This is the sixth section of my story “The Rose in Twelve Petals.” If you would like to see the previous sections, look below!
It has never wanted to be an assassin. It remembers the cottage on the Isles where it was first made: the warmth of the hearth and the feel of its maker’s hands, worn smooth from rubbing and lanolin.
It remembers the first words it heard: “And why are you carving roses on it, then?”
“This one’s for a lady. Look how slender it is. It won’t take your upland ram’s wool. Yearling it’ll have to be, for this one.”
At night it heard the waves crashing on the rocks, and it listened as their sound mingled with the snoring of its maker and his wife. By day it heard the crying of the sea birds. But it remembered, as in a dream, the songs of inland birds and sunlight on a stone wall. Then the fishermen would come, and one would say, “What’s that you’re making there, Enoch? Is it for a midget, then?”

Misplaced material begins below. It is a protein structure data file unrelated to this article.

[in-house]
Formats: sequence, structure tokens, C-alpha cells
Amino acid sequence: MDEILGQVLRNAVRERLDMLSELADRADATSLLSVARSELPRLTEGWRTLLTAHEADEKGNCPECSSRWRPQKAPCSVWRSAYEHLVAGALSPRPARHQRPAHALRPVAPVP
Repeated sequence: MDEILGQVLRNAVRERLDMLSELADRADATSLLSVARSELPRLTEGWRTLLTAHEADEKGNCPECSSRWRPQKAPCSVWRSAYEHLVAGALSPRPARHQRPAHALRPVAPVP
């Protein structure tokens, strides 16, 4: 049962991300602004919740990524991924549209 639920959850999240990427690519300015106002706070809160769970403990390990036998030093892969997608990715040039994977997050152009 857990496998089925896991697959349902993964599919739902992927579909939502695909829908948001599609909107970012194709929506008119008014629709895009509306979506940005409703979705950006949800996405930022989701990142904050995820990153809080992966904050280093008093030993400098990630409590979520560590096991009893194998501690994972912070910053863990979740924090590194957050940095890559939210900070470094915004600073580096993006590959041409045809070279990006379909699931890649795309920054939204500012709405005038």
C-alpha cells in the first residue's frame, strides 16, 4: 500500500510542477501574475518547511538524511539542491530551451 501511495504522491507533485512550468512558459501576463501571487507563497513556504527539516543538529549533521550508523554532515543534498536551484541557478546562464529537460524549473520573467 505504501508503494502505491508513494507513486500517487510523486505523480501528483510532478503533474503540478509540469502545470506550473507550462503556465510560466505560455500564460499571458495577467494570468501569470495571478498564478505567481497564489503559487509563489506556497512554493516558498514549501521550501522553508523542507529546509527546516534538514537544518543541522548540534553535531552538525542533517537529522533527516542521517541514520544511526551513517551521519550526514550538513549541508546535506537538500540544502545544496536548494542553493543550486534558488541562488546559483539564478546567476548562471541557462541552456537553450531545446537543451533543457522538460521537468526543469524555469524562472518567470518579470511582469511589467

Its maker would stroke it with the tips of his fingers and answer, “Silent, lads. This one’s for a lady. It’ll spin yarn so fine that a shawl of it will slip through a wedding ring.”
It has never wanted to be an assassin, and as it sits in a cottage to the south, listening as Madeleine mutters to herself, it remembers the sounds of seabirds and tries to forget that it was made, not to spin yarn so fine that a shawl of it will slip through a wedding ring, but to kill the King’s daughter.
(Illustration by Edmund Dulac.)